Yes, I too have lived under such conditions, call them dorm rooms, hostels whatever. These types of housing were also built for male mine workers during the apartheid regime in South Africa. I do not think anyone would like to see a resurgence of this type of housing as cramming caused a lot of violence and social issues.
Yes, in some ways single family housing is wasteful, which is why I have proposed creating a SMADEV, sustainable, smart, modern African digital eco- village, this would serve as a blueprint for future housing developments into the 21st century by demonstrating sustainable and affordable living concepts. Check the links further up ro reads more about this.


Posted by: Joseph Feigelson on 29 Oct 05

Hi Lorenzo
Thanks for the great link. We had a wonderful opportunity to capture market reaction at an exhibition in Cape Town called Design for Living in 2004. We erected a structure in the exhibition hall within 5 days and had exposure to 50-70,000 people. Needless to say the most important criteria for any new product is market acceptance and the response across the entire spectrum was extremely positive and enthusiastic.
Pardon my ignorance but who is Preisent Lula and what country are you referring to?
Thanks for your comments and interest, it is much appreciated.


Posted by: Joseph Feigelson on 29 Oct 05

Im just suggesting if you wana hit an even bigger market over there you might wana think about small duplex/quadplex/octplex dome structures.

A 1600 sq foot dome sliced into 4 homes would be very nice for those looking for a first home.


Posted by: wintermane on 30 Oct 05

HI Wintermane
All good ideas and hopefully we will get to that point. Just trying to work with the KISS principle, just getting it started through something simple and then build on the sucesses.
Much thanks.


Posted by: Joseph Feigelson on 30 Oct 05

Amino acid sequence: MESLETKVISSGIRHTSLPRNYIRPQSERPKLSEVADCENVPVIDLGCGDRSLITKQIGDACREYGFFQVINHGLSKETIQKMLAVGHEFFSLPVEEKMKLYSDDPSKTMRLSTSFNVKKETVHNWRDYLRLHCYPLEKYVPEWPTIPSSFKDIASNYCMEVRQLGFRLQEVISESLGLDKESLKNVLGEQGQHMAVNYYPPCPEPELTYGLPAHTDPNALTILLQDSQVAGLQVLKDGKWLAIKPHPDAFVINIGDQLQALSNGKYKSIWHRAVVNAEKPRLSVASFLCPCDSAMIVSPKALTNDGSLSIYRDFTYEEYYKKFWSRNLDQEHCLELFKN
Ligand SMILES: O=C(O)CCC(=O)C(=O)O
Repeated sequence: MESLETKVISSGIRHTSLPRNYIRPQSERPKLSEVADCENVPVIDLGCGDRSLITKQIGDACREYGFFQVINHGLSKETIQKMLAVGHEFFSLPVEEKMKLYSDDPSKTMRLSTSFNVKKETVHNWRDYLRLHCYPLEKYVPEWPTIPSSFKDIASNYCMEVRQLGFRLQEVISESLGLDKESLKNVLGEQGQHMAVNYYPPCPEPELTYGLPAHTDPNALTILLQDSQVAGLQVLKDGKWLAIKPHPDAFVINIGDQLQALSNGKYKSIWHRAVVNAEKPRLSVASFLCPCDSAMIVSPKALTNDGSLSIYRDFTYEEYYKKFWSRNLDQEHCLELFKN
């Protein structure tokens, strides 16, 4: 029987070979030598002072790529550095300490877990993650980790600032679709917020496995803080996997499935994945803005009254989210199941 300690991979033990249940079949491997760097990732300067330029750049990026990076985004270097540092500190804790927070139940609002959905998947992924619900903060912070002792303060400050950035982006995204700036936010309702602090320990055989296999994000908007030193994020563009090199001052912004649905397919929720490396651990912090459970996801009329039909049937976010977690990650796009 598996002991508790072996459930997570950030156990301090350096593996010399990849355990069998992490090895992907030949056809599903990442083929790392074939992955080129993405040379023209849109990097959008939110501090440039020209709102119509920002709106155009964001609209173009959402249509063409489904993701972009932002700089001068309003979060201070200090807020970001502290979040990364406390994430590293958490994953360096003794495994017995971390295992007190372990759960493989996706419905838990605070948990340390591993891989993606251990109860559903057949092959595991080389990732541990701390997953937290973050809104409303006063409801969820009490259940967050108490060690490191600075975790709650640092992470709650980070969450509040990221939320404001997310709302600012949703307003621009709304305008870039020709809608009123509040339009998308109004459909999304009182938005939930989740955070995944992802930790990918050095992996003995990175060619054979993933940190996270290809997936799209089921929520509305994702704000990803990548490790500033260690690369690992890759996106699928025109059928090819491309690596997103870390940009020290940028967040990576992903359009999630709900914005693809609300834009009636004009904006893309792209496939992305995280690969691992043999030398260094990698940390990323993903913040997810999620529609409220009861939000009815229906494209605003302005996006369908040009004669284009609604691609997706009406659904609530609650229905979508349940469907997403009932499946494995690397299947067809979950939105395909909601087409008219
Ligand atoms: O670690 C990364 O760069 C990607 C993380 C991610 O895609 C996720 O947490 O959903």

I have always been interested in simple structures. I also notice that my own bright ideas only seem to work for me in my own cold wet dark little part of the planet. When I visited various parts of very poor Africa, I noticed many many examples of highly inventive uses of what I would call junk and trash. So--

How about a design contest? ( always like contests)- Just get a lot of what is locally available, put it in a pile, fund some local people with food and shelter for an appropriate time, and offer a relatively big prize for the best design. And cut "em loose on the pile of stuff. Step out of the way and watch what happens.


Posted by: wimbi on 30 Oct 05

Hi Wimbi
An amazing post, and a great idea that would would serve as a platform for much creative design. Obviously the idea is one thing and implementing it is another. Funding is the accelerant to make it happen!!


Posted by: Joseph Feigelson on 30 Oct 05

New guy, great site, interesting points of view.

I was interested in the article about sustainable housing, but I have to comment that several posts indicate the authors have little idea of SA facts. (I live here).

As a South African I find some comments offensive, especially as they are clearly not made with the benefit of actual knowledge.

There are government programs for low income housing, taking different forms. refer http://www.housing.gov.za/Content/Subsidy%20Information/Subsidies%20Home.htm

There is no conceivable way that average SA construction cost is R4000 ($633) per sqm. That would get you a upper middle class home. You can build (excl land cost) a basic brick & mortar home for around $300 per sqm very easily. That would be to high standards & specifications, nothing like informal housing standards.